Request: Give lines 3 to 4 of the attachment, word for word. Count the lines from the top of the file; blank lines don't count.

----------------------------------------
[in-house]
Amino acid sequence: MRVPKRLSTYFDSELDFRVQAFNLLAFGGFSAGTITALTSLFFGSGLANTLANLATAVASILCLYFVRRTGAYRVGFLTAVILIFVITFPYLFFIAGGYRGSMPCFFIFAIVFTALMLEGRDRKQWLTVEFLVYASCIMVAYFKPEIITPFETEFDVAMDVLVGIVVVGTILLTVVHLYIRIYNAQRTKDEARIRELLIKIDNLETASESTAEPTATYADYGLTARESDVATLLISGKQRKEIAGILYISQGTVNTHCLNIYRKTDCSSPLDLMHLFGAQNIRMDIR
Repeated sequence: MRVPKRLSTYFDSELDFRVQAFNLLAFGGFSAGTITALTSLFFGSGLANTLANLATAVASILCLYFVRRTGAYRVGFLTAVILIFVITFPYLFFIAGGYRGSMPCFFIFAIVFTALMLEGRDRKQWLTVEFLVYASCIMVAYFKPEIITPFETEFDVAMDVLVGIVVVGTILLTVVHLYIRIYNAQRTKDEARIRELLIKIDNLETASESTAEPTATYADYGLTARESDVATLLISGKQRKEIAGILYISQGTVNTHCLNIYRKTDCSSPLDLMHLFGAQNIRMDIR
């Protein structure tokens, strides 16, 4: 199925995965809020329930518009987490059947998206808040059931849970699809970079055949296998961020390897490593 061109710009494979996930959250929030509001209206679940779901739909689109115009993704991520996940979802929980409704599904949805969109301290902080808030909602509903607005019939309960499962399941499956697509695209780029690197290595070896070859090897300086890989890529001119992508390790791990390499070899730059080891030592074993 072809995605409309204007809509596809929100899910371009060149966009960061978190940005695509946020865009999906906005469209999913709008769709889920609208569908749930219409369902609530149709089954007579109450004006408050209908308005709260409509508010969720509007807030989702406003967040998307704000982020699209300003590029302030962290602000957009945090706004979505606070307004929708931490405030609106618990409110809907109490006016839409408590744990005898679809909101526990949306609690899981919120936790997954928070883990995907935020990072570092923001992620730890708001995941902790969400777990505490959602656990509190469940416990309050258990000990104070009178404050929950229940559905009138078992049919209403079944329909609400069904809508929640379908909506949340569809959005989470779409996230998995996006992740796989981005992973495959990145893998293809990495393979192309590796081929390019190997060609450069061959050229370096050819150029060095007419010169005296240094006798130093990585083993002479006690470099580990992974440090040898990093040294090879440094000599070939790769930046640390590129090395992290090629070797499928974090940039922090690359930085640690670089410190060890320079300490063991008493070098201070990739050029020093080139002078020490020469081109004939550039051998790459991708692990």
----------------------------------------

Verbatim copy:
Repeated sequence: MRVPKRLSTYFDSELDFRVQAFNLLAFGGFSAGTITALTSLFFGSGLANTLANLATAVASILCLYFVRRTGAYRVGFLTAVILIFVITFPYLFFIAGGYRGSMPCFFIFAIVFTALMLEGRDRKQWLTVEFLVYASCIMVAYFKPEIITPFETEFDVAMDVLVGIVVVGTILLTVVHLYIRIYNAQRTKDEARIRELLIKIDNLETASESTAEPTATYADYGLTARESDVATLLISGKQRKEIAGILYISQGTVNTHCLNIYRKTDCSSPLDLMHLFGAQNIRMDIR
């Protein structure tokens, strides 16, 4: 199925995965809020329930518009987490059947998206808040059931849970699809970079055949296998961020390897490593 061109710009494979996930959250929030509001209206679940779901739909689109115009993704991520996940979802929980409704599904949805969109301290902080808030909602509903607005019939309960499962399941499956697509695209780029690197290595070896070859090897300086890989890529001119992508390790791990390499070899730059080891030592074993 072809995605409309204007809509596809929100899910371009060149966009960061978190940005695509946020865009999906906005469209999913709008769709889920609208569908749930219409369902609530149709089954007579109450004006408050209908308005709260409509508010969720509007807030989702406003967040998307704000982020699209300003590029302030962290602000957009945090706004979505606070307004929708931490405030609106618990409110809907109490006016839409408590744990005898679809909101526990949306609690899981919120936790997954928070883990995907935020990072570092923001992620730890708001995941902790969400777990505490959602656990509190469940416990309050258990000990104070009178404050929950229940559905009138078992049919209403079944329909609400069904809508929640379908909506949340569809959005989470779409996230998995996006992740796989981005992973495959990145893998293809990495393979192309590796081929390019190997060609450069061959050229370096050819150029060095007419010169005296240094006798130093990585083993002479006690470099580990992974440090040898990093040294090879440094000599070939790769930046640390590129090395992290090629070797499928974090940039922090690359930085640690670089410190060890320079300490063991008493070098201070990739050029020093080139002078020490020469081109004939550039051998790459991708692990």